Wednesday, June 25, 2008

Must Focus!!

There is a significant amount of noise these days. Much of Knowledge Management is about helping people cope with the massive amounts of information available to them. George Siemens had a nice little post that got me thinking. Knowledge workers are bombarded with email, IM, twitter etc. New media is becoming more centred on commercial-size chunks. YouTube videos and micro-blogs are a perfect example. Finding the time to listen to a 20 minute podcast feels daunting at times. I really feel my ability to focus has been compromised by too much time multi-tasking. In the moments where I have important tasks to complete I find difficulty focusing on it to just "git'er done". I'm far too used to just clicking a link and going down the rabbit hole.

Related Posts

Shut UP already


Tuesday, June 24, 2008

easy validation

When searching on obscure topics I'm bound to get results from questionable sources. When I see a more modern layout, it lends creedence to the source. The article in question could be out of date or a complete fallacy but the layout validates it. I noticed today a newer form of validation.

When a site has social media buttons ( submit to Digg, Reddit, Since that site is "more hip" I'm more inclined to dig deeper.

What other cues do you find when you encounter new sites?

Thursday, June 19, 2008

twitter loyalty?

With developers apparently jumping off the bandwagon it's natural to assume users will follow. As less development occurs other tools will become more integrated and easier to use.

As a user do you care? if i move to friendfeed, getting reconnected would be a pain, but i'm not really leaving much behind. Links are bookmarked in Personally I don't really favourite many tweets. If I like a link I tag it. The real-time nature of twitter doesn't translate that well for long-term value.

Related Links:

Wednesday, June 18, 2008

video games and failure

Let's say you're 10 years old again. You drop the game-ending flyball and your friends won't let you live it down for a week. Bomb on your math test, your Dad won't let you go on that trip.
In your latest PS3 shoot-em up game you run around trying to kill the bad guys. If you get shot and die? That's terrible right? what will you ever do???

How about select continue and try again. No big deal. You get booed off the stage in Guitar Hero - fine. Load it up let's have another go.

No wonder kids love video games. In the real world failure Sucks. People remind you of failure even hold it over your head ("well remember that time..."). In gaming, there's no punishment there for failing. You don't let anyone down. You just play.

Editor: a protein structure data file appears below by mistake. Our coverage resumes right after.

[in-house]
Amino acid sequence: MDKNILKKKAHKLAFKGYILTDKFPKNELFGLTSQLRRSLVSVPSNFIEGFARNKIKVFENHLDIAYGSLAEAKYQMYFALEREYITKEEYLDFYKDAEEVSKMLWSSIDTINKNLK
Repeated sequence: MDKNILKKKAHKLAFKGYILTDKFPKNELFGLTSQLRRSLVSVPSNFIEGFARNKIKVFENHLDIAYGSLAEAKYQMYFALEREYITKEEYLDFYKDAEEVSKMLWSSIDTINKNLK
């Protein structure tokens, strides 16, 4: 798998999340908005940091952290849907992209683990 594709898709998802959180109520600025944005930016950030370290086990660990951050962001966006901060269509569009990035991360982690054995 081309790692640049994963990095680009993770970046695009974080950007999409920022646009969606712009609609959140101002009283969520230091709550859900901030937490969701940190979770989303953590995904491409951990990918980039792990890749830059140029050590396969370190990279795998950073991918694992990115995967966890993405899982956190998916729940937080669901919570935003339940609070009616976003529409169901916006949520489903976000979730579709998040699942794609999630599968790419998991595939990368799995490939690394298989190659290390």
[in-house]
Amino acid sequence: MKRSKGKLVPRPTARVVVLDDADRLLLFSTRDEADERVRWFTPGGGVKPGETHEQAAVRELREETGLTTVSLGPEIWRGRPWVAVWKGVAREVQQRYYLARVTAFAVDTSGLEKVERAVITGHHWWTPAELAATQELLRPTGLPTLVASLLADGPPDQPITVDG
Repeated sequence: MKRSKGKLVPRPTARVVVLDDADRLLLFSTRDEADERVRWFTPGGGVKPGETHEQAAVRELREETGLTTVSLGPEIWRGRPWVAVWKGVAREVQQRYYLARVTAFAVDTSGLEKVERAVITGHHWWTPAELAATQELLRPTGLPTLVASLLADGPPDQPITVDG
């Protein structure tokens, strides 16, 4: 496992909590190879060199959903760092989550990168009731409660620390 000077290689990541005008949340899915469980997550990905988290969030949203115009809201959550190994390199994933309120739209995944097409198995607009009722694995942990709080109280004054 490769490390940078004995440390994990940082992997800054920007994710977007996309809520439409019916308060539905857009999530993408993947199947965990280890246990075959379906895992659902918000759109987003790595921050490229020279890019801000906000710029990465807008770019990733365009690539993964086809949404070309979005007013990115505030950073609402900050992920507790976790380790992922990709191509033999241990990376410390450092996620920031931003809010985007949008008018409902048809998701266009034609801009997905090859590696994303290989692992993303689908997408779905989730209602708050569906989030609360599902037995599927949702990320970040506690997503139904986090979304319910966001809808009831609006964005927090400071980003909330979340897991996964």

With new revolution to gaming from the Nintendo Wii, the door has opened even wider to let video games become a teaching tool. The Wii has allowed us to take gaming from the controller-elite to anyone.

How can we take a lesson from video games and create painless failure in learning environments?

Tuesday, June 17, 2008

Gap? more like gorge...

Work Literacy asks: is there a gap in work literacy?. The idea behind work literacy are methods and processes that could make people more proficient in their jobs.

A group of engineers gather. The client is not happy. The technical problem is tougher than expected. Everyone's in the war room to figure it out. You start to explain that you've figured it out... but no one gets it. They look for a second and stare. Then someone else pipes on and everyone is onto another idea... but you had it... why won't they listen, why don't they get it?

There is a big gap inbetween intelligence and effectiveness, that gap is communication. I would call it a massive gap or gorge. Your effectiveness is directly related to your ability communicate ideas.

I meet and work with many bright minds on a regular basis. Their intuition and insight continuously amazes me. The sticking point is that I see a lot of wasted time when people can't successfully exchange ideas. Their brilliance is hindered by their language. Many people are unable to structure, and present their ideas in a coherent fashion. It's something I catch myself struggling with. I understand it in my head but the practice of making it easy for someone else to grasp is a different matter.

Regular practice is the key to successfully communicating. Presenting, and writing on a regular basis will only help improve your writing. You can also learn from other examples of good communication, but practice will yield the most benefit.

The ability to structure and communicate ideas concisely and effectively is hugely under-valued.
No matter how smart you are, unless you work completely on your own, if you can't convey your ideas - you're useless.

Related Links:
Beyond Bullet Points by Cliff Atkinson
Presentation Zen: Simple Ideas on Presentation Design and Delivery (Voices That Matter) by Garr Reynolds